Morning Musing: Mark 15:29-32

“Those who passed by were yelling insults at him, shaking their heads, and saying, ‘Ha! The one who would destroy the temple and rebuild it in three days, save yourself by coming down from the cross!’ In the same way, the chief priests with the scribes were mocking him among themselves and saying, ‘He saved others, but he cannot save himself! Let the Messiah, the King of Israel, come down now from the cross, so that we may see and believe.’ Even those who were crucified with him taunted him.” (CSB – Read the chapter)

Have you ever made somebody’s bad day worse? There aren’t many things that can make you feel smaller than that. It often happens in a moment when, at first, we don’t even realize what’s happening. The other person is dealing with some awful bit of bad news, and in a moment of weakness offends us somehow. For our part, instead of responding graciously, we snap right back and then double down on our retort, adding insult to the injury she’s already suffering. Then we learn the truth. Or perhaps you’ve been a victim of this kind of thing. You were having a terrible day for some reason and somebody else came along and started dumping their junk all over you, making you feel even worse than you already did. That’s an awful place to be. It’s also a place Jesus understands with intimate familiarity. Let’s talk about it.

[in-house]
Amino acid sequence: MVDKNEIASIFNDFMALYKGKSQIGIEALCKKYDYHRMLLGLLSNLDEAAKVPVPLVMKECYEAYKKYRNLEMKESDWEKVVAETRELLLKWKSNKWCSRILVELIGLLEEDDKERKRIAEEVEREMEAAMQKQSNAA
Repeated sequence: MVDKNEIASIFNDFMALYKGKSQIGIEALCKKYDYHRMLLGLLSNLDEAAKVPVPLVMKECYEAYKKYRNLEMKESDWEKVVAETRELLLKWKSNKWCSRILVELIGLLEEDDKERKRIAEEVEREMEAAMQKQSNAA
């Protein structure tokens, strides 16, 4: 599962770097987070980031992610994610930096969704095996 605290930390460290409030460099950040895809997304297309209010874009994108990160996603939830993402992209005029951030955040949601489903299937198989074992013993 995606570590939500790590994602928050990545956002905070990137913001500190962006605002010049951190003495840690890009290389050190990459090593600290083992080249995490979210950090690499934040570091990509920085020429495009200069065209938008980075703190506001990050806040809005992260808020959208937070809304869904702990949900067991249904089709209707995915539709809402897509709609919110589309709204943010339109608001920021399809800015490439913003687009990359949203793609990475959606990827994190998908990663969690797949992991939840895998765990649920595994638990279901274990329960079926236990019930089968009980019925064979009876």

If only they understood. At some point, that thought had to filter through Jesus’ mind. If only they understood what they were saying. He knew they didn’t. His plea for His Father to forgive them was rooted in this awareness. Father, forgive them for they do not know what they are doing. Knowing that, though, surely didn’t make the barbs any easier to bear. Jesus had endured more than any person should have to go through. He had been beaten beyond recognition, forced to lug a heavy cross beam through town and up a hill (He wound up getting help with that, but that only took a bit of the sting away), nailed to a cross, and was hanging there painfully dying. Now the crowds gathered to watch the show were mocking Him. The people whose hearts and minds the chief priests had turned in their efforts to force Pilate’s hand as well as the chief priests themselves were openly making fun of Jesus as He hung there dying for them. Let’s just call this what it was: Satan’s final attack.